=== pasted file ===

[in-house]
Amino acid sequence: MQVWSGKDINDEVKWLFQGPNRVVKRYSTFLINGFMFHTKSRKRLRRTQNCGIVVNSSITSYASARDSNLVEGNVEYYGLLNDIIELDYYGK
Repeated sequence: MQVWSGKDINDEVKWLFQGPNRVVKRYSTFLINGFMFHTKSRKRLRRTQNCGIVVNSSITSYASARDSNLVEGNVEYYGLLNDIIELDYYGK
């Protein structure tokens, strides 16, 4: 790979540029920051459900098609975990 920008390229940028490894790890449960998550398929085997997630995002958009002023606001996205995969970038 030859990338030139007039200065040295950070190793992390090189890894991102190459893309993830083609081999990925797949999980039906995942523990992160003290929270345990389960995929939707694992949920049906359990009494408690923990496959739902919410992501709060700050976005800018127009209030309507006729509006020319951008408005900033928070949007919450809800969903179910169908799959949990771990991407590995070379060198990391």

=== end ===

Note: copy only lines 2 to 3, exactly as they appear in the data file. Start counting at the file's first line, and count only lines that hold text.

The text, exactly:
Amino acid sequence: MQVWSGKDINDEVKWLFQGPNRVVKRYSTFLINGFMFHTKSRKRLRRTQNCGIVVNSSITSYASARDSNLVEGNVEYYGLLNDIIELDYYGK
Repeated sequence: MQVWSGKDINDEVKWLFQGPNRVVKRYSTFLINGFMFHTKSRKRLRRTQNCGIVVNSSITSYASARDSNLVEGNVEYYGLLNDIIELDYYGK